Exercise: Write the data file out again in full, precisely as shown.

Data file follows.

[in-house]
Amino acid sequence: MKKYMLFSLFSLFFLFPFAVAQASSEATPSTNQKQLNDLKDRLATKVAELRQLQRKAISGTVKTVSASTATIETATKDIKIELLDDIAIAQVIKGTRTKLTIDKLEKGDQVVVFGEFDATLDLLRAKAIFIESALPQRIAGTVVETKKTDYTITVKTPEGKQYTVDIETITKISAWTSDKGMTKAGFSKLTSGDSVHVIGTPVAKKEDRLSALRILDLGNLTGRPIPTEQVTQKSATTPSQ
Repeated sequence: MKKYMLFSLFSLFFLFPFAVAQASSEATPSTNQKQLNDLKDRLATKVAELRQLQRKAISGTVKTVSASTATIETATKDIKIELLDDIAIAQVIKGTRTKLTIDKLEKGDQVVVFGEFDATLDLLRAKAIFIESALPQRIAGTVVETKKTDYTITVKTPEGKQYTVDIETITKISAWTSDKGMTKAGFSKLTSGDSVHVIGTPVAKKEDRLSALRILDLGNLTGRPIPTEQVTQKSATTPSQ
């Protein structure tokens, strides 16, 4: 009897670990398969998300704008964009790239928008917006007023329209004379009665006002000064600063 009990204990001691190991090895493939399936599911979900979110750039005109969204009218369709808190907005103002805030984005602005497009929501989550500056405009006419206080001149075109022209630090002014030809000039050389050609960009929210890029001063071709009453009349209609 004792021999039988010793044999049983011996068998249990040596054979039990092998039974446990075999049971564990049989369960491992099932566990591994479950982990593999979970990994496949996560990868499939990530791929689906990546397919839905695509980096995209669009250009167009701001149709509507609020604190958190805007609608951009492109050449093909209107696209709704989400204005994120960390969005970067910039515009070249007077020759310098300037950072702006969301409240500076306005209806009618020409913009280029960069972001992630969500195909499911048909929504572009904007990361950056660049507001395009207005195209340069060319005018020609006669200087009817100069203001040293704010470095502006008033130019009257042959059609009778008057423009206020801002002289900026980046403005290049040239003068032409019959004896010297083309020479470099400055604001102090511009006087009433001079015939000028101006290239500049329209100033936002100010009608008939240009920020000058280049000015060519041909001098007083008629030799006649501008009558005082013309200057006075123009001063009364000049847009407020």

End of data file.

[in-house]
Amino acid sequence: MKKYMLFSLFSLFFLFPFAVAQASSEATPSTNQKQLNDLKDRLATKVAELRQLQRKAISGTVKTVSASTATIETATKDIKIELLDDIAIAQVIKGTRTKLTIDKLEKGDQVVVFGEFDATLDLLRAKAIFIESALPQRIAGTVVETKKTDYTITVKTPEGKQYTVDIETITKISAWTSDKGMTKAGFSKLTSGDSVHVIGTPVAKKEDRLSALRILDLGNLTGRPIPTEQVTQKSATTPSQ
Repeated sequence: MKKYMLFSLFSLFFLFPFAVAQASSEATPSTNQKQLNDLKDRLATKVAELRQLQRKAISGTVKTVSASTATIETATKDIKIELLDDIAIAQVIKGTRTKLTIDKLEKGDQVVVFGEFDATLDLLRAKAIFIESALPQRIAGTVVETKKTDYTITVKTPEGKQYTVDIETITKISAWTSDKGMTKAGFSKLTSGDSVHVIGTPVAKKEDRLSALRILDLGNLTGRPIPTEQVTQKSATTPSQ
């Protein structure tokens, strides 16, 4: 009897670990398969998300704008964009790239928008917006007023329209004379009665006002000064600063 009990204990001691190991090895493939399936599911979900979110750039005109969204009218369709808190907005103002805030984005602005497009929501989550500056405009006419206080001149075109022209630090002014030809000039050389050609960009929210890029001063071709009453009349209609 004792021999039988010793044999049983011996068998249990040596054979039990092998039974446990075999049971564990049989369960491992099932566990591994479950982990593999979970990994496949996560990868499939990530791929689906990546397919839905695509980096995209669009250009167009701001149709509507609020604190958190805007609608951009492109050449093909209107696209709704989400204005994120960390969005970067910039515009070249007077020759310098300037950072702006969301409240500076306005209806009618020409913009280029960069972001992630969500195909499911048909929504572009904007990361950056660049507001395009207005195209340069060319005018020609006669200087009817100069203001040293704010470095502006008033130019009257042959059609009778008057423009206020801002002289900026980046403005290049040239003068032409019959004896010297083309020479470099400055604001102090511009006087009433001079015939000028101006290239500049329209100033936002100010009608008939240009920020000058280049000015060519041909001098007083008629030799006649501008009558005082013309200057006075123009001063009364000049847009407020």